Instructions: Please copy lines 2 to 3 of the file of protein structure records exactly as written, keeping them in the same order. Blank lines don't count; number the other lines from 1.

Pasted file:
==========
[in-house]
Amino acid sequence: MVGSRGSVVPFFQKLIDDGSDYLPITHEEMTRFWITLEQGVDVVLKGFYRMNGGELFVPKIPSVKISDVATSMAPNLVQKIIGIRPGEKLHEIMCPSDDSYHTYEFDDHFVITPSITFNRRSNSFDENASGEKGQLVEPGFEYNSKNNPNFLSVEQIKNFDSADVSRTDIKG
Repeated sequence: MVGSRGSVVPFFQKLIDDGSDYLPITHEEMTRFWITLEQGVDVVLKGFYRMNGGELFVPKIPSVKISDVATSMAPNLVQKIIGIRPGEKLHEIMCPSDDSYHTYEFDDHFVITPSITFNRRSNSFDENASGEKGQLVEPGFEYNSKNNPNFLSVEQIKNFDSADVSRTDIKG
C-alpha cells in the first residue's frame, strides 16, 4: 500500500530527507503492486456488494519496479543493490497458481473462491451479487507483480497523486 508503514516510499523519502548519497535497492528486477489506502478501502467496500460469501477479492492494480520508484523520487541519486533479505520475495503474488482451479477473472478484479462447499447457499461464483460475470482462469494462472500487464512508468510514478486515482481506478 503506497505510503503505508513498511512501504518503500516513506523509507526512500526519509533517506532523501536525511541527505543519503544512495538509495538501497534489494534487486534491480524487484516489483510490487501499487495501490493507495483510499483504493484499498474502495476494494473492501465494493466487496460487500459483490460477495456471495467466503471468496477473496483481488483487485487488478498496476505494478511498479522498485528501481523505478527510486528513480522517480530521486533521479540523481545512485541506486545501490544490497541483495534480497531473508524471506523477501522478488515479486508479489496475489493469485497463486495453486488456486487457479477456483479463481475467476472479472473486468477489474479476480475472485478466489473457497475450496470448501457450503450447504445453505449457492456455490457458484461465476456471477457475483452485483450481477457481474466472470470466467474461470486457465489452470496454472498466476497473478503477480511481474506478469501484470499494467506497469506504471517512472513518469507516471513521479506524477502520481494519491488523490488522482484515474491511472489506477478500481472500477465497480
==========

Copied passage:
Amino acid sequence: MVGSRGSVVPFFQKLIDDGSDYLPITHEEMTRFWITLEQGVDVVLKGFYRMNGGELFVPKIPSVKISDVATSMAPNLVQKIIGIRPGEKLHEIMCPSDDSYHTYEFDDHFVITPSITFNRRSNSFDENASGEKGQLVEPGFEYNSKNNPNFLSVEQIKNFDSADVSRTDIKG
Repeated sequence: MVGSRGSVVPFFQKLIDDGSDYLPITHEEMTRFWITLEQGVDVVLKGFYRMNGGELFVPKIPSVKISDVATSMAPNLVQKIIGIRPGEKLHEIMCPSDDSYHTYEFDDHFVITPSITFNRRSNSFDENASGEKGQLVEPGFEYNSKNNPNFLSVEQIKNFDSADVSRTDIKG